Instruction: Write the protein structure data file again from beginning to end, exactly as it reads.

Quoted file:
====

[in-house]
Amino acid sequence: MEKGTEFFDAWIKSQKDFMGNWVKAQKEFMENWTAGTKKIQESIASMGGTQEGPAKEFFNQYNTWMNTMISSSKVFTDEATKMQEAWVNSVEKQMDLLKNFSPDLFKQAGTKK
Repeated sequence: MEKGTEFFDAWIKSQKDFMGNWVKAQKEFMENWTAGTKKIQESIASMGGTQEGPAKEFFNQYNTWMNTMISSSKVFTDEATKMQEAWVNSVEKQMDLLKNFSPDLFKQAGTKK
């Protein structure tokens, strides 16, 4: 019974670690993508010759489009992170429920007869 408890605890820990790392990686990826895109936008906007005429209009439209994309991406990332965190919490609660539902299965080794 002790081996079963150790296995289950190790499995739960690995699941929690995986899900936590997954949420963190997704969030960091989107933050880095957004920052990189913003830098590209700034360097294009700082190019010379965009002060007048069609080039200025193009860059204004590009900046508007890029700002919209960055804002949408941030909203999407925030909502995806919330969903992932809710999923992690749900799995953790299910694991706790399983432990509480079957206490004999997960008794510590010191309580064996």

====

[in-house]
Amino acid sequence: MEKGTEFFDAWIKSQKDFMGNWVKAQKEFMENWTAGTKKIQESIASMGGTQEGPAKEFFNQYNTWMNTMISSSKVFTDEATKMQEAWVNSVEKQMDLLKNFSPDLFKQAGTKK
Repeated sequence: MEKGTEFFDAWIKSQKDFMGNWVKAQKEFMENWTAGTKKIQESIASMGGTQEGPAKEFFNQYNTWMNTMISSSKVFTDEATKMQEAWVNSVEKQMDLLKNFSPDLFKQAGTKK
């Protein structure tokens, strides 16, 4: 019974670690993508010759489009992170429920007869 408890605890820990790392990686990826895109936008906007005429209009439209994309991406990332965190919490609660539902299965080794 002790081996079963150790296995289950190790499995739960690995699941929690995986899900936590997954949420963190997704969030960091989107933050880095957004920052990189913003830098590209700034360097294009700082190019010379965009002060007048069609080039200025193009860059204004590009900046508007890029700002919209960055804002949408941030909203999407925030909502995806919330969903992932809710999923992690749900799995953790299910694991706790399983432990509480079957206490004999997960008794510590010191309580064996």